Everything Arcade Fire has done is outstanding and sometimes ground-breaking, and this is no exception. What is different than their past works (and my #1 album of 2010, the Suburbs), is that is hasn't grabbed me. I think it is excellent, and I like everything I hear, but I don't find myself wanting to listen that often. I will say though that many of the lyrics are fascinating and have provoked thought and discussion. Over the next 10 years I expect to listen to this album more than many on here, and I expect my interest in it to rise.
8. Frightened Rabbit- Pedestrian Verse*
When Mumford and Sons rose to popularity, I couldn't understand it. I still don't. Part of that is because the Scottish band Frightened Rabbit already existed and did what Mumford did better. At the time, I called Mumford and Sons a watered-down Frightened Rabbit, as the latter is more intense both musically and lyrically. I discovered the band in 2008 with their 2nd album, but 2013 was the first year I truly listened to them a lot. The song "Holy" is one of my top tracks of the year.
9. Tess Wiley- Little Secrets
It is no secret that I am a huge Tess Wiley fan, possibly one of the biggest in the world. I am probably one of only a handful of people who has followed her super-closely for her 18-year career that has had a few full albums (this is her 4th LP; while there are nearly 100 songs by her in my iTunes database). This has a chance to give her more notoriety than anything else she has ever done. The album is a dichotomy as half the songs are about a horrible divorce, and the other half of the songs are tender towards her two boys. It works and you feel both her pain and love. She has come a long way from her first LP, a 1997 covers album. But her voice sounded great then and better now.
10. Haim- Days Are Gone*
See comment on Chvrches. Got the album for Christmas, so I have listened to it very few times.
Her last couple albums were very over-produced to my tastes. This album is much more folky and stripped down, which has resulted in her best work in years. It probably bears more resemblance to 1996's Living With Ghosts than anything she has released since. The opening track, "Go Wherever You Wanna Go", is my favorite and was the them of a mix I made in May and distributed to graduating seniors.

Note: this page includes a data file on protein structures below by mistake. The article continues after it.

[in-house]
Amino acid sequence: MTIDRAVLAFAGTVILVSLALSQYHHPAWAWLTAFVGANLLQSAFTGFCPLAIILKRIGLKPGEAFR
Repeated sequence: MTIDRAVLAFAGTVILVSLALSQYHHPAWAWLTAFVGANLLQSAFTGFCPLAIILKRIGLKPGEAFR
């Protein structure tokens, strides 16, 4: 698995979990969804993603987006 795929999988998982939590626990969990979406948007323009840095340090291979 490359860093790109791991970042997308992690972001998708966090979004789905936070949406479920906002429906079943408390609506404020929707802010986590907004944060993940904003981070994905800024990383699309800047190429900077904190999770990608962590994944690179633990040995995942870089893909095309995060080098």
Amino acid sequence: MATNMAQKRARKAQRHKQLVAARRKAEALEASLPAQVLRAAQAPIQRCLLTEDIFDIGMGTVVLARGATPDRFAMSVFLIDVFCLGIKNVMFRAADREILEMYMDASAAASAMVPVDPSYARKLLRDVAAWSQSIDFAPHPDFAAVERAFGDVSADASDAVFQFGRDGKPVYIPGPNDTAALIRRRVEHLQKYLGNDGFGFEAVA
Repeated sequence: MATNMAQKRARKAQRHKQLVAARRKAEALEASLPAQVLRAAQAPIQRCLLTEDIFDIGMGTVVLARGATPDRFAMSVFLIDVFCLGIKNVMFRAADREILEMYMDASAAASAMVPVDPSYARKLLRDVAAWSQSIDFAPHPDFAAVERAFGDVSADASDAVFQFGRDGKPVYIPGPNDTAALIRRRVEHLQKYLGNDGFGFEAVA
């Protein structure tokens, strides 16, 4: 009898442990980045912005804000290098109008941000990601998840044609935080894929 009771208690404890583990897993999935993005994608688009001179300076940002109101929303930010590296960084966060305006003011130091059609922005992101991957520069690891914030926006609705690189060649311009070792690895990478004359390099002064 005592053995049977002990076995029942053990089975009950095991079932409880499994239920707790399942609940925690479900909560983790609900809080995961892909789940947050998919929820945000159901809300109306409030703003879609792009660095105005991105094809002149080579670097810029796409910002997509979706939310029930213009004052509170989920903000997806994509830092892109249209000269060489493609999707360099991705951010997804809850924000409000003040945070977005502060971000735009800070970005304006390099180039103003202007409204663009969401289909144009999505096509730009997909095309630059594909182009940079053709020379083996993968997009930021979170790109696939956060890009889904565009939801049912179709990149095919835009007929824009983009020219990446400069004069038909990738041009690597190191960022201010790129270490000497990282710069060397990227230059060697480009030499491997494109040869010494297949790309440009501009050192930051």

12. Toad the Wet Sprocket- New Constellation
I never thought Toad the Wet Sprocket would ever release another album, this one 16 years after the last. They picked up right where they left off, and impressively they have progressed enough to still sound relevant. They put on one of my favorite concerts I have ever been to in 1997, and listening to this album reminds me a lot of it despite none of these songs existing then. The highlight of the album for me is "I'll Be on You," which is a reworking of the 2006 Lapdog song "See You Again."
Nothing really new here from the first two volumes, but Zooey and M. keep putting out beautiful albums.
I have been following OTR closely for over 15 years now, and have seen them in concert more than a dozen times (The first and second times were at Cornerstone 1997). My interest in them has waned over the past few years due to a jazz phase. This double-album has woken me back up to their talents, yet I have really only begun to listen to it all. As good as they are, nothing will ever compare to my favorite album from them, 1996's Good Dog Bad Dog.
15. Sandra McCracken- Desire Like Dynamite
Possibly her best work: most intriguing lyrically with simple yet dynamic production.
16. August Burns Red- Rescue and Restore
I listen to very little metal at this point in my life. Part of that is that it isn't exactly good background music when I am riding in the car with my wife and kids, but a lot of is that I just don't ever hear any metal or hardcore that is any good. There are only two heavy bands I have followed closely since the turn of the millennium, Demon Hunter and the Spirit That Guides Us. And neither one of those are truly metal, as they infuse all kinds of different instrumentation and vocals. August Burns Red is the first true metal band I have appreciated since the 90's. All screaming vocals, yet melodic. The playing is super precise, technical, and impressive.